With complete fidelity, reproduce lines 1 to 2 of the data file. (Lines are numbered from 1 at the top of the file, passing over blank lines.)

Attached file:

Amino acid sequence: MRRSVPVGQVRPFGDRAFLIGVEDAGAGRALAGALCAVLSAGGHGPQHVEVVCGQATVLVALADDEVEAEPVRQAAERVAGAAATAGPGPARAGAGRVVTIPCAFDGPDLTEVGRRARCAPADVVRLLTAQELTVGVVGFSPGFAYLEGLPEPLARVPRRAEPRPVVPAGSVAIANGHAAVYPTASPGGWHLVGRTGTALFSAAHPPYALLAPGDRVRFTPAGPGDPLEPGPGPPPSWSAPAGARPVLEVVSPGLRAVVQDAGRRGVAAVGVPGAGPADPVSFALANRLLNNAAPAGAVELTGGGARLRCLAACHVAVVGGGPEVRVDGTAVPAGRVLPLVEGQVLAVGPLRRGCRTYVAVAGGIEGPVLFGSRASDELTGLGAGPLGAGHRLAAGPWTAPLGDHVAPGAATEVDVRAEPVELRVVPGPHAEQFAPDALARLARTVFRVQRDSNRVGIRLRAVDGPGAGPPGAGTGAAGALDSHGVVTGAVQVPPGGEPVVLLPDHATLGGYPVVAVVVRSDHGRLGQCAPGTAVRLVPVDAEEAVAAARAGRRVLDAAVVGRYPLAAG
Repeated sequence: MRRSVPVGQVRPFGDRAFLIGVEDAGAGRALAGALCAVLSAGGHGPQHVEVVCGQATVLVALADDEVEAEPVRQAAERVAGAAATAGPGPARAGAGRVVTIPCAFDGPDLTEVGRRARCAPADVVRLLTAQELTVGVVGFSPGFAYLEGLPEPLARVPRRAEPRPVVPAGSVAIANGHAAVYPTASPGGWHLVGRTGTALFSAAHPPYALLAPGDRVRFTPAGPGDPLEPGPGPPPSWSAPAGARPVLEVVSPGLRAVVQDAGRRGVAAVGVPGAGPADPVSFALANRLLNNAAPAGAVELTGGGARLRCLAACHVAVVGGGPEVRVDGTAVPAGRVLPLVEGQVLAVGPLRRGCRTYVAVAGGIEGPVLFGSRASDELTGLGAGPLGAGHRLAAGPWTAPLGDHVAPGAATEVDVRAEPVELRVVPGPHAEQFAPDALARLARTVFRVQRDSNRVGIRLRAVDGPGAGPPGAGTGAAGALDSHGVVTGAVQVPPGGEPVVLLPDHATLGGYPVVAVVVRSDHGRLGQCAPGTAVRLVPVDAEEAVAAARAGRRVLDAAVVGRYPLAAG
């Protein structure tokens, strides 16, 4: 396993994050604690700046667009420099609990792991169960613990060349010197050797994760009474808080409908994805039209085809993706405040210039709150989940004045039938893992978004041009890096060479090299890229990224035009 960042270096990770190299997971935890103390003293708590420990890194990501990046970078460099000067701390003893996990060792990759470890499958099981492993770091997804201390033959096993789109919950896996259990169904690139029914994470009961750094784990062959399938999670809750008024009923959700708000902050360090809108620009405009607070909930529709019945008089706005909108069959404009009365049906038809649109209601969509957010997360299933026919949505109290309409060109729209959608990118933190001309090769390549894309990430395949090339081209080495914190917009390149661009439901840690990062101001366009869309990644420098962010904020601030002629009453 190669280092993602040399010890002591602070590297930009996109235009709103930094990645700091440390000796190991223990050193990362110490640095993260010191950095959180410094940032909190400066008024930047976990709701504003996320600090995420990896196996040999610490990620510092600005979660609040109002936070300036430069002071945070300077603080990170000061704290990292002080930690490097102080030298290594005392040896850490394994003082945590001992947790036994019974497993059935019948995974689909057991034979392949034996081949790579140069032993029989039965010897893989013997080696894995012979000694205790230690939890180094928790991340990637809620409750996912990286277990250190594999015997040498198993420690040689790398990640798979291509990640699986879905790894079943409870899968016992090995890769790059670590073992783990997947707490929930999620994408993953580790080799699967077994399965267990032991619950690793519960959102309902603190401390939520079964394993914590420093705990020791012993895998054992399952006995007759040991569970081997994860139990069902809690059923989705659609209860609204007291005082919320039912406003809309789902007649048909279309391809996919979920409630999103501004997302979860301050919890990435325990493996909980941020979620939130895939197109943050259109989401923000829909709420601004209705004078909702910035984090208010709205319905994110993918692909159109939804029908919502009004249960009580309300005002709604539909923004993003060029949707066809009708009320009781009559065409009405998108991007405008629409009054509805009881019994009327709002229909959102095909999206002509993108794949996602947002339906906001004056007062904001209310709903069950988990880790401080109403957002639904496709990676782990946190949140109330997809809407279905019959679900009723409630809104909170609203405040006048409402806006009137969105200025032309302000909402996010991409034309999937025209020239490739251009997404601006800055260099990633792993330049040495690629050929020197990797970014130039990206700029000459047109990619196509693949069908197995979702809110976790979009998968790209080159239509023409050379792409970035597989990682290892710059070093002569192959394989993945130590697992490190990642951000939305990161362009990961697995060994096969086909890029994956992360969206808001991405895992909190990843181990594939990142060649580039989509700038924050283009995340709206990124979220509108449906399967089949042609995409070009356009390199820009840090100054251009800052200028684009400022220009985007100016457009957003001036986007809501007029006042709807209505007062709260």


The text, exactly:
Amino acid sequence: MRRSVPVGQVRPFGDRAFLIGVEDAGAGRALAGALCAVLSAGGHGPQHVEVVCGQATVLVALADDEVEAEPVRQAAERVAGAAATAGPGPARAGAGRVVTIPCAFDGPDLTEVGRRARCAPADVVRLLTAQELTVGVVGFSPGFAYLEGLPEPLARVPRRAEPRPVVPAGSVAIANGHAAVYPTASPGGWHLVGRTGTALFSAAHPPYALLAPGDRVRFTPAGPGDPLEPGPGPPPSWSAPAGARPVLEVVSPGLRAVVQDAGRRGVAAVGVPGAGPADPVSFALANRLLNNAAPAGAVELTGGGARLRCLAACHVAVVGGGPEVRVDGTAVPAGRVLPLVEGQVLAVGPLRRGCRTYVAVAGGIEGPVLFGSRASDELTGLGAGPLGAGHRLAAGPWTAPLGDHVAPGAATEVDVRAEPVELRVVPGPHAEQFAPDALARLARTVFRVQRDSNRVGIRLRAVDGPGAGPPGAGTGAAGALDSHGVVTGAVQVPPGGEPVVLLPDHATLGGYPVVAVVVRSDHGRLGQCAPGTAVRLVPVDAEEAVAAARAGRRVLDAAVVGRYPLAAG
Repeated sequence: MRRSVPVGQVRPFGDRAFLIGVEDAGAGRALAGALCAVLSAGGHGPQHVEVVCGQATVLVALADDEVEAEPVRQAAERVAGAAATAGPGPARAGAGRVVTIPCAFDGPDLTEVGRRARCAPADVVRLLTAQELTVGVVGFSPGFAYLEGLPEPLARVPRRAEPRPVVPAGSVAIANGHAAVYPTASPGGWHLVGRTGTALFSAAHPPYALLAPGDRVRFTPAGPGDPLEPGPGPPPSWSAPAGARPVLEVVSPGLRAVVQDAGRRGVAAVGVPGAGPADPVSFALANRLLNNAAPAGAVELTGGGARLRCLAACHVAVVGGGPEVRVDGTAVPAGRVLPLVEGQVLAVGPLRRGCRTYVAVAGGIEGPVLFGSRASDELTGLGAGPLGAGHRLAAGPWTAPLGDHVAPGAATEVDVRAEPVELRVVPGPHAEQFAPDALARLARTVFRVQRDSNRVGIRLRAVDGPGAGPPGAGTGAAGALDSHGVVTGAVQVPPGGEPVVLLPDHATLGGYPVVAVVVRSDHGRLGQCAPGTAVRLVPVDAEEAVAAARAGRRVLDAAVVGRYPLAAG